Joydeep Mukherjee is a multi-instrumentalist and performer who is taking the legacy of the Senia Shahjahanpur Gharana ahead in all its fretless instruments after Pt. Radhika Mohan Maitra. He is the reviver of extinct instruments and a voracious composer cum experimenter of Indian music.
Joydeep Mukherjee has been recently bestowed with the prestigious Sangeet Natak Akademi’s Ustad Bismillah Khan Yuva Puraskar award for the year 2019. On 26th February, 2023, in the 98th episode of Mann Ki Baat, Prime Minister Mr. Narendra Modi mentioned his name and explained his work in a detailed manner to the citizens. I spoke to Pt. Mukherjee learned about his musical journey.
Q. Congratulations on the SNA Yuva award and for your wonderful achievement in restoring the Sursingaar instrument about which the Prime Minister also spoke in his radio address. But before we start, please tell us about your musical journey?
A. I do not belong to a Gharana. My family has music lovers but no one is a professional musician. So, I am a first-generation. My Guruji Pt. Pranab Kumar Naha was not a reputed performer but has vast knowledge. He studied under the legendary musician Late Pt. Radhika Mohan Maitra for about 22 years. He used to come to my Behala’s residence to teach Sarod & Sitar to my paternal uncle and aunt. On the day of Saraswati Puja in 1987, my Sarod training started under Pt. Naha and since then I have been under his tutelage.
Q. Did music affect your studies or did your parents feared that you will lag academically?
A. Not actually. Infact, it boosted my studies. I had a brilliant academic record throughout my student life. I cracked JEE and become an Engineer in Information Technology with first class Honors. I got admitted in the prestigious Symbiosis, Pune and did my MBA, secured a silver medal. Later I even got hired by one of the top marketing research and consulting firms of the world and serviced top FMCG companies of the world for 11 years before venturing out full time into music.
Q. How did you manage life between these two opposite fields?
A. Honestly, I do not know – it was completely due to the blessings of my Guru and parents. I worked 17-18 hours a day and yet never left my Riyaz. I kept a spare instrument in the security guard’s room and would practice whenever I got time off. When I attained some seniority at my work place, I had to travel for days for meetings or conferences. I would note down compositions as and when they came to my mind. And during my off days I used to forget the world and just do hours and hours of Riyaz. Luckily, I have a wife who is extremely cooperative and understanding else my music would have gone for a toss.
Q. When did you realize it was time to say bye to the corporate world?
A. When I started getting invited to a lot of concert organizers and got my AIR gradations, ICCR Empanelment etc., I realized I can take the risk to venture out in music full time. The decision was not an easy one. A handsome amount of salary was coming to my account every month. I was married with a kid. I consulted everyone in family. They supported me and I resigned. I bid good bye to the company I had served for 11 years in March 2019.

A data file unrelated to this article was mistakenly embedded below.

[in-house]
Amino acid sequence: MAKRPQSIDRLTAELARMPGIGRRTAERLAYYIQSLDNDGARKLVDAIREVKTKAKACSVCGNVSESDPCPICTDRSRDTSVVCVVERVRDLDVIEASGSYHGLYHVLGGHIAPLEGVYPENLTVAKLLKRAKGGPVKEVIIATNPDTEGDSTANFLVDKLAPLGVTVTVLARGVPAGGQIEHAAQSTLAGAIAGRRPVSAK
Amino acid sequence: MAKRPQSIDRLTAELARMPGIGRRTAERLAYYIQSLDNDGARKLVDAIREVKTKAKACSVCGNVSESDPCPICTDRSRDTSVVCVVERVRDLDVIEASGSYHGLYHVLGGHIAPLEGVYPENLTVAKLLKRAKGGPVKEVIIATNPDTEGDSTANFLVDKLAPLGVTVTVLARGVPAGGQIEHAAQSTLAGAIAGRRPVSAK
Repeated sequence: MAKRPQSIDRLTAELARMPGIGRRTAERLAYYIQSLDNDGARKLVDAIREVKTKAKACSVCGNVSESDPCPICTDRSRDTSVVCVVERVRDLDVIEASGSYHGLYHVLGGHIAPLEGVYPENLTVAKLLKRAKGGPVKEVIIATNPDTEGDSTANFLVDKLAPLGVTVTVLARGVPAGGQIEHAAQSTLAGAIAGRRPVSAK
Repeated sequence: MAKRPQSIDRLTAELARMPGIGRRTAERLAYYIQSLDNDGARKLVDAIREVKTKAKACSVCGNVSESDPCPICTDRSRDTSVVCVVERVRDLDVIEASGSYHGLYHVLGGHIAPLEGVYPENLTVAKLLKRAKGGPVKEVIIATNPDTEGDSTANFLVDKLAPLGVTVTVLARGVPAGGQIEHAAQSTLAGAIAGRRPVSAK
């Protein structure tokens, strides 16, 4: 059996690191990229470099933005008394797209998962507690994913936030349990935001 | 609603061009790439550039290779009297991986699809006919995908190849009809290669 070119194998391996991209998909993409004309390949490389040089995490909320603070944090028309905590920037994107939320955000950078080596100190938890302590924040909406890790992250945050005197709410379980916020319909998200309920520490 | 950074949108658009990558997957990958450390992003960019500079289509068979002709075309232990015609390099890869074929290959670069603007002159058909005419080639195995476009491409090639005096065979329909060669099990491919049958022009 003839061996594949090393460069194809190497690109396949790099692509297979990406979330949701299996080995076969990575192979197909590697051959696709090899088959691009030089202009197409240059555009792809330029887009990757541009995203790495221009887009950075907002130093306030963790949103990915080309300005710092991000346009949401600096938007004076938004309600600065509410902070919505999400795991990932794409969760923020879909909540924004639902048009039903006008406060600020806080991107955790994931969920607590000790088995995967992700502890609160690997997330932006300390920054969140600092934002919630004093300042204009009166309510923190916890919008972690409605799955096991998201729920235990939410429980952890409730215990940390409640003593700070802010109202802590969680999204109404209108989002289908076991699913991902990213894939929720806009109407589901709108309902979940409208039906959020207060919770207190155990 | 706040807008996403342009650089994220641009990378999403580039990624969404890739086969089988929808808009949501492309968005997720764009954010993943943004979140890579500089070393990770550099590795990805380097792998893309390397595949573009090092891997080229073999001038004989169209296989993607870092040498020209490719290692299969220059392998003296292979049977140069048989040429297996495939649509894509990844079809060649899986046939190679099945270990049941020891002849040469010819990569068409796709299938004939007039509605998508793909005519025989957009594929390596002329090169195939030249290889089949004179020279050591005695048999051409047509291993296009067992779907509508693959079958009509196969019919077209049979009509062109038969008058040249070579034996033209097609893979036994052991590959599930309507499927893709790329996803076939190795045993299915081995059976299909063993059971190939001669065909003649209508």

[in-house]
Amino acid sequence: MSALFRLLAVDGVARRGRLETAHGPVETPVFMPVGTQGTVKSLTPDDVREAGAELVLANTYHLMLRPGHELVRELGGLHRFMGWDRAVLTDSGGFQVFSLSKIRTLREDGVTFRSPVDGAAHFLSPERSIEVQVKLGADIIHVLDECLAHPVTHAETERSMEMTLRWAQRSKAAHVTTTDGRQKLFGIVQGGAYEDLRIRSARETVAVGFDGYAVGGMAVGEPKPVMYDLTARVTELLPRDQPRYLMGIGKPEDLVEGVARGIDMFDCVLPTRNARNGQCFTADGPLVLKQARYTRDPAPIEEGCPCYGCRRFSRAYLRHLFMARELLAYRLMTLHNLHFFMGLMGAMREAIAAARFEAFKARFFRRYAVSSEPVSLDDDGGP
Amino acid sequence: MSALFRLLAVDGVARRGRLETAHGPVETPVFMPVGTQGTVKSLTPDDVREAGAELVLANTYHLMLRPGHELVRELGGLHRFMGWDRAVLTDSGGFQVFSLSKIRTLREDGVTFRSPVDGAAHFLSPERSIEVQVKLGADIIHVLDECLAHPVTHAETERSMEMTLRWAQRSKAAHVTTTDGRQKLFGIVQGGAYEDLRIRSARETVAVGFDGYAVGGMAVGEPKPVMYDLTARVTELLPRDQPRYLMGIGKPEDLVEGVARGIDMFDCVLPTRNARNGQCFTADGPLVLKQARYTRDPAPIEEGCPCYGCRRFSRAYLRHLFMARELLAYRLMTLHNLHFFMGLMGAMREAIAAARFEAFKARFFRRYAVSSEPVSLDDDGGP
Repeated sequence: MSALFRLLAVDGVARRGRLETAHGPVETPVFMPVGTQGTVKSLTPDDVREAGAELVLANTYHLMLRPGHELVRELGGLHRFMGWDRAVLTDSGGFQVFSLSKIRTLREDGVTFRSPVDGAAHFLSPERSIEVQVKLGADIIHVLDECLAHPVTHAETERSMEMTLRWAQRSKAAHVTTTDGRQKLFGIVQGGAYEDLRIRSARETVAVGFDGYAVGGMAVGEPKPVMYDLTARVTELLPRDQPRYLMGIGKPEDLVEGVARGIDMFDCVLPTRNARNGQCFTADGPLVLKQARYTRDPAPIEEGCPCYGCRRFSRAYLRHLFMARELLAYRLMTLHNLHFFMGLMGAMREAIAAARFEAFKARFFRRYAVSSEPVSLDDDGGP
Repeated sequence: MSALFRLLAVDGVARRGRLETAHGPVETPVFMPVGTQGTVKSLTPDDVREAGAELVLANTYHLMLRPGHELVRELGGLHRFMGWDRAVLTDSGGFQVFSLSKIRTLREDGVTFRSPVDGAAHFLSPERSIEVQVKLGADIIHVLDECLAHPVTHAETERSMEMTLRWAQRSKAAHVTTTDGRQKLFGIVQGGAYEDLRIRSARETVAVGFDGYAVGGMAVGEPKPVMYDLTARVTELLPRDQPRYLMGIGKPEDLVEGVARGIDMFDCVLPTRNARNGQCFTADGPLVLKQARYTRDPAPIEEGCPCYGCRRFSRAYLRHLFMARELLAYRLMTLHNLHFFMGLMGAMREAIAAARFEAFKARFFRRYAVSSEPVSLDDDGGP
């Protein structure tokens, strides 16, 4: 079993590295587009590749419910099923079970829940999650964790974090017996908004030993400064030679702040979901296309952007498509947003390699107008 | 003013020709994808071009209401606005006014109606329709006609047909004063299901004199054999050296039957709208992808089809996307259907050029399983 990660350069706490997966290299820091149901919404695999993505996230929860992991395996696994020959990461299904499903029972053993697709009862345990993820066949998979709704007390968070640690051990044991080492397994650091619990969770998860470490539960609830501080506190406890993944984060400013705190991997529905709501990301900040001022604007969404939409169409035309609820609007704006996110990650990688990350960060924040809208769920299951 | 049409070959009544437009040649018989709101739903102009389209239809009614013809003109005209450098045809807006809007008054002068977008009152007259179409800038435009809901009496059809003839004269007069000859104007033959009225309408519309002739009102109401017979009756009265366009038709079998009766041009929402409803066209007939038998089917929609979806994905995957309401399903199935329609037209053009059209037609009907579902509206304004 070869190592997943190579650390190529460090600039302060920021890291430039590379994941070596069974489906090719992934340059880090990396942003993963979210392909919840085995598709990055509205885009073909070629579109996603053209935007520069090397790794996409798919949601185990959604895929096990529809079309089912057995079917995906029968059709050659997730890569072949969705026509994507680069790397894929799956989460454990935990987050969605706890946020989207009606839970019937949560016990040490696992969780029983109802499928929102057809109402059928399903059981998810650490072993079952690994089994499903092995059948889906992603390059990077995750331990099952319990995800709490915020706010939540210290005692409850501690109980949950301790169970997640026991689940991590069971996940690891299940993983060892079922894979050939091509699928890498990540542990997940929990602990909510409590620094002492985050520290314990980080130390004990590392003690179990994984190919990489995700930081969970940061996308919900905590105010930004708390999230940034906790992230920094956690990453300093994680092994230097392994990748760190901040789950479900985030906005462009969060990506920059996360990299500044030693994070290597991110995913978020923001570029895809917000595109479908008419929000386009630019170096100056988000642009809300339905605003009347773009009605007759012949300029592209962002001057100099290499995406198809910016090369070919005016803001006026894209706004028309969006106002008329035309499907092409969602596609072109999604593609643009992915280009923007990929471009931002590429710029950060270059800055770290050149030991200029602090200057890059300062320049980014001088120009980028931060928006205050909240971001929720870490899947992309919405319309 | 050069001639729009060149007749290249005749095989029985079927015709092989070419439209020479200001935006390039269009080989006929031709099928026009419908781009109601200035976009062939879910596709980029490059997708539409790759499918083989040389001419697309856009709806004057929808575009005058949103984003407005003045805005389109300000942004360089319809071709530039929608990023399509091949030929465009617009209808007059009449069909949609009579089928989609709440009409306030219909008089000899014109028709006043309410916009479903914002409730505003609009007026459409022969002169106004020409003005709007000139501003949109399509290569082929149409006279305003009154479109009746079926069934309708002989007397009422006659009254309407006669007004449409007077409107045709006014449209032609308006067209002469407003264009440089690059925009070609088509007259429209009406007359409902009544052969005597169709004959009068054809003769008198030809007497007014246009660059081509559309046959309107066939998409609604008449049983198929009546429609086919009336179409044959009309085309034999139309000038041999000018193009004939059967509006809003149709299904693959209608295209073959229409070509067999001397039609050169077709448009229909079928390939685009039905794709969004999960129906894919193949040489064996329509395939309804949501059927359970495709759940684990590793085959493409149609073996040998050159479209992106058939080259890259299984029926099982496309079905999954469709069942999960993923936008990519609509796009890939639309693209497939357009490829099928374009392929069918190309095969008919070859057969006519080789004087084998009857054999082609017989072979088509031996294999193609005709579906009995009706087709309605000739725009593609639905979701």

Q. How has it been as a full-time musician?
A. The years since I became a full-time musician have been extremely satisfying and rewarding. I am learning every day. Before I turned to music full time, I was also working to revive some rare instruments of India since 2015. Post leaving my job I started to focus and devote more time to this field. At the same time, I kept increasing my Riyaz time. I also started to improvise on my existing music. I have been working closely with instrument makers – focusing on improving the sound quality, experimenting on hardware, researching, and studying the music of stalwarts.
Q. Can you please tell a little more about a special project that you have been working on?
A. My other Guru, Pt. Debasish Sarkar, who is a tabla wizard of the Farukkabad Gharana, asked me to work on Rabindra Sangeet. Hence, I started this wonderful project of Metamorphosis of Tagore’s songs into Bandish-es.
Tagore experimented a lot with Shashtriya Sangeet and had gone deep into the raagas and had found some unique & unusual chords in many raagas. The taala or tempo of the original song might get changed but the tone and feeling of the song is kept intact. The song might be in slow dadra but the transformed bandish is in drutteentaal and whenever the bandish will be played, people can follow the song as the bandish flows. A total of 30+ such popular songs of Tagore have been metamorphosed so far and an album will come up shortly.
Q. What are your future plans?
A. I am lucky that the Honorable PM mentioned me and that Sangeet Natak Akademi has bestowed their prestigious Ustad Bismillah Khan Yuva Puraskar to me, but this is just the beginning. I am still a student of music and every day I try to learn something new. I have the hunger to perform better and better. Every day I wake up and think how I can improve my music. The best is yet to come. I am getting the support of a lot of people and I need that so I can serve my country, my music.
Suman Doonga is an educationist and social worker with a passion to preserve and promote Indian art and culture.